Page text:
Questions To Consider
- What gender(s) is the ad targeted toward?
- How would changing the gender of the audience change the ad’s message?
- What is sexualization?
- Why are women more often sexualized than men?
What We Think
Really, what the heck!? This is about as explicit as sexist media gets!
When Maroon 5 lead singer Adam Levine and Sammy Hagar of Van Halen (a popular 70s and 80s rock band) launched the alcoholic beverage Santo Mezquila — a combo of mezcal and tequila — we didn’t take much notice. That is, until we saw the advertisements for it. But really, what did we expect from a couple of frontmen for bands that have sexism as a hallmark of their music?
Both the print ads and YouTube commercials feature thin, long-haired, light-skinned women writhing and casting come-hither glances at the camera in tight, cleavage-bearing tops. In one confusing commercial, a woman climbs into an empty bathtub wearing lingerie and high heels to sip her cocktail and suggestively suck on an ice cube. Even in the commercials where men are featured, only the women appear to be hyper-sexual, draped indelicately on a sofa or rubbing her cocktail class down her cleavage. The men, by contrast, are dressed in suits, laughing, drinking, and clinking glasses.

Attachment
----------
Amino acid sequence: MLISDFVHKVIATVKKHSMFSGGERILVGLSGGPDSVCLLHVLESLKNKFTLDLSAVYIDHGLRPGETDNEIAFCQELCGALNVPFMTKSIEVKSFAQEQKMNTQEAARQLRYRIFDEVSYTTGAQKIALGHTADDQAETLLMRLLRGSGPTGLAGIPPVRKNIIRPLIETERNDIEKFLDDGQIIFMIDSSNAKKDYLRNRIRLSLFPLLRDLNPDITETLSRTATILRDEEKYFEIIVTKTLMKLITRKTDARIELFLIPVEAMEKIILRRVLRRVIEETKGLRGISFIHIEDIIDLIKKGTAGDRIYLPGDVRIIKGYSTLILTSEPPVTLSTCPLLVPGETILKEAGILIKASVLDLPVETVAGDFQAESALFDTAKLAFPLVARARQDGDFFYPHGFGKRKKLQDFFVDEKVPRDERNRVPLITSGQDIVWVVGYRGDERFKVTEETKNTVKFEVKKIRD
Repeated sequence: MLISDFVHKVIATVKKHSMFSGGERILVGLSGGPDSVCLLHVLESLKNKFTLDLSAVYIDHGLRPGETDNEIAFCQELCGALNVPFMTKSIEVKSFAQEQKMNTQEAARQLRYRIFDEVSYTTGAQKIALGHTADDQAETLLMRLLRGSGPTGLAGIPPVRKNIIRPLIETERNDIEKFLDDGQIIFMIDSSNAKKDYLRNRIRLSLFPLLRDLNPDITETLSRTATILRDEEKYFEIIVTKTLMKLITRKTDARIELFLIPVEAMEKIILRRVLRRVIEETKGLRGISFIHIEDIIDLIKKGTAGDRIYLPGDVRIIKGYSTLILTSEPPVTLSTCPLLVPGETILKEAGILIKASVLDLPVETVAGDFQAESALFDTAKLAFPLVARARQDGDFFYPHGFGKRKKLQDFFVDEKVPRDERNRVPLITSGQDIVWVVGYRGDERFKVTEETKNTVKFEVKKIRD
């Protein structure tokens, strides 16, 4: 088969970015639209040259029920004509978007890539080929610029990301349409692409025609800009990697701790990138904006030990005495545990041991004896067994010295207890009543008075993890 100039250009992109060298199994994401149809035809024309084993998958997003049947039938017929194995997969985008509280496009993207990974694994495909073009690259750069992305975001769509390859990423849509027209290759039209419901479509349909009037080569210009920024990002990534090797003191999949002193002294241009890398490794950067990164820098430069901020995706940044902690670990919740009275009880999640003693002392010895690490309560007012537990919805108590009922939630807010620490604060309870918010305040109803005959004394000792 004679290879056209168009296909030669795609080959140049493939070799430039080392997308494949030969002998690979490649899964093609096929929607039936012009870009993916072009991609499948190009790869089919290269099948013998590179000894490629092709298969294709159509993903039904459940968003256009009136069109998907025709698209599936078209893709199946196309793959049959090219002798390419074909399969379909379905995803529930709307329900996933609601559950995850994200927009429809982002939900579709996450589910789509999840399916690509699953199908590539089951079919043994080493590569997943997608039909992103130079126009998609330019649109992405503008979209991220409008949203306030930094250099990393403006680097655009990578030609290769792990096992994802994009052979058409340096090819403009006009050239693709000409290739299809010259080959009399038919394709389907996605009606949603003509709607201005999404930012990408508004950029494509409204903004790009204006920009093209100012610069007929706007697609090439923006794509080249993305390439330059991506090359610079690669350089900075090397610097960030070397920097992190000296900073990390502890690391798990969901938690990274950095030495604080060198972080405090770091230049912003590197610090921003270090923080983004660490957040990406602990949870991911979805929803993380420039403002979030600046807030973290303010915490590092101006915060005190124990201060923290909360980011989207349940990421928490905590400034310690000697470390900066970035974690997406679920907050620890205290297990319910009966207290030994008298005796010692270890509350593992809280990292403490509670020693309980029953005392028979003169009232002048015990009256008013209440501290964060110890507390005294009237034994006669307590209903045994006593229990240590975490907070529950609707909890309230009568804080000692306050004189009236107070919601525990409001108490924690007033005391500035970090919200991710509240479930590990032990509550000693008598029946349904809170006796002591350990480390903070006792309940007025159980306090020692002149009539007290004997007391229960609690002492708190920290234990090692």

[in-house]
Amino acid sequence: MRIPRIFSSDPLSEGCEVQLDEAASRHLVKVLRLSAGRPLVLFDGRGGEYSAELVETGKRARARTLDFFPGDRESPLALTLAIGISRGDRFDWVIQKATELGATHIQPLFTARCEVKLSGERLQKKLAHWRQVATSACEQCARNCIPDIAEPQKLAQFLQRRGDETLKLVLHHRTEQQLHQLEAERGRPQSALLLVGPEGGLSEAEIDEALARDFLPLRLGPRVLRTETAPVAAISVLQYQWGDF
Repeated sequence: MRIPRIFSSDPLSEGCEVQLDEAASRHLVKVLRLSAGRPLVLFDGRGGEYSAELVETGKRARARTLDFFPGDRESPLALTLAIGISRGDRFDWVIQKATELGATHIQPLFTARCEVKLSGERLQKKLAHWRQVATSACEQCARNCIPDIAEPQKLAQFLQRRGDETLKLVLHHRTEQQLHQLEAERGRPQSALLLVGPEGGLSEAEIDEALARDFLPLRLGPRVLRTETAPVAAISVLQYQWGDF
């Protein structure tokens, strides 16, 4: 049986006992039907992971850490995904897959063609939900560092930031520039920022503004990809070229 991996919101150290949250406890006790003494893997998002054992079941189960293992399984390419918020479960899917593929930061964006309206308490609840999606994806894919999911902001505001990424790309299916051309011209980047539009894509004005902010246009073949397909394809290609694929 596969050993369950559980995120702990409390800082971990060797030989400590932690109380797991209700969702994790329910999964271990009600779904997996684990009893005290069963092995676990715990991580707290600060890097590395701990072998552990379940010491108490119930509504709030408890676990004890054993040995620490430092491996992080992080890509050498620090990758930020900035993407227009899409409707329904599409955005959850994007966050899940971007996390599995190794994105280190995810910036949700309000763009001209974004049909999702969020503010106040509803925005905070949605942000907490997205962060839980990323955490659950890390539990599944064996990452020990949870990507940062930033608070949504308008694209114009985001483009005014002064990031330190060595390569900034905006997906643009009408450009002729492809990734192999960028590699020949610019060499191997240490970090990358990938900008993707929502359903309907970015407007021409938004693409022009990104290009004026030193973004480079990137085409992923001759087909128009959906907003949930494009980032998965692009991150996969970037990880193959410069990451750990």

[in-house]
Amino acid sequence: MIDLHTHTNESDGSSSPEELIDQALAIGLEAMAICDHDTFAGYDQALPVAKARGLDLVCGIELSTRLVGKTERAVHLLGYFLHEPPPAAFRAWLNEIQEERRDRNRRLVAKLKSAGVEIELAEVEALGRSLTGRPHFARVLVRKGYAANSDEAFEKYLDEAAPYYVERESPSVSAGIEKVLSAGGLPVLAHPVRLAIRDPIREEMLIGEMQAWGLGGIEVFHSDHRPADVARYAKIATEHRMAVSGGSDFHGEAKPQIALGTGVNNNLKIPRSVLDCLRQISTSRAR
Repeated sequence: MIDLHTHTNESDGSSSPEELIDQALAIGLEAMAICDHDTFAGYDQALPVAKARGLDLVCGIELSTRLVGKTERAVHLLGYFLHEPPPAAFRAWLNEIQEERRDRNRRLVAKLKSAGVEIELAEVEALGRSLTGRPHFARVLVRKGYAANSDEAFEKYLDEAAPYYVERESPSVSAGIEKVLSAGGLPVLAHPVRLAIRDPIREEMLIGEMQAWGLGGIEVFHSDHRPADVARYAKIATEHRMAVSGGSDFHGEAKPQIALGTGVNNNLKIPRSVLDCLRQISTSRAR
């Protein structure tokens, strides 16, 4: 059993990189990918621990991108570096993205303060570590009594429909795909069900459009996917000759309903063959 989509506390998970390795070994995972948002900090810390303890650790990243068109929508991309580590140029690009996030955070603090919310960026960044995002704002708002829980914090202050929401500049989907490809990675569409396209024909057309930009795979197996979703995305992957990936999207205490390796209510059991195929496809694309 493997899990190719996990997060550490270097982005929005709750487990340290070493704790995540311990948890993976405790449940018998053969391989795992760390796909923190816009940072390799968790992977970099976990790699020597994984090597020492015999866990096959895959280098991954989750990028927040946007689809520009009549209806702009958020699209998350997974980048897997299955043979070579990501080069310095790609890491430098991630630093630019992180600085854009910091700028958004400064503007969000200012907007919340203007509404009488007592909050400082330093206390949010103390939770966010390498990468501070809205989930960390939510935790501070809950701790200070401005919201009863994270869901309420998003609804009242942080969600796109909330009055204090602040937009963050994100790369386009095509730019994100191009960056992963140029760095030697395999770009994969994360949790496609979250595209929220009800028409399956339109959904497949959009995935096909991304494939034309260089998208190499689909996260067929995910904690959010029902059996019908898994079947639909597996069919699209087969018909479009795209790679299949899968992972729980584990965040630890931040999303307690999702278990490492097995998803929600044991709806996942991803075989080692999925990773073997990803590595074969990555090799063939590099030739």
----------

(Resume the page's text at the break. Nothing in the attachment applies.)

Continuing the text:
But the kicker in these ads is the main text: There are still places your tongue has never been.
We’re not sure if they’re directing this cringeworthy line at an audience of men (“Is the woman in your life boring you? Try someone/thing new!”) or to women (“Hey ladies, we know you’re always busy sexually satisfying your fellas, but hey, here’s something else to [wink] taste.”), but either way, it displays women as only sexual beings in the service of men’s pleasure. It’s disappointing that an inventive new product would use such an antiquated marketing hook, and it’s time we end sexualization in this form — and all forms. — Amanda E. Snyder
Where We Saw It
YouTube, April 12, 2018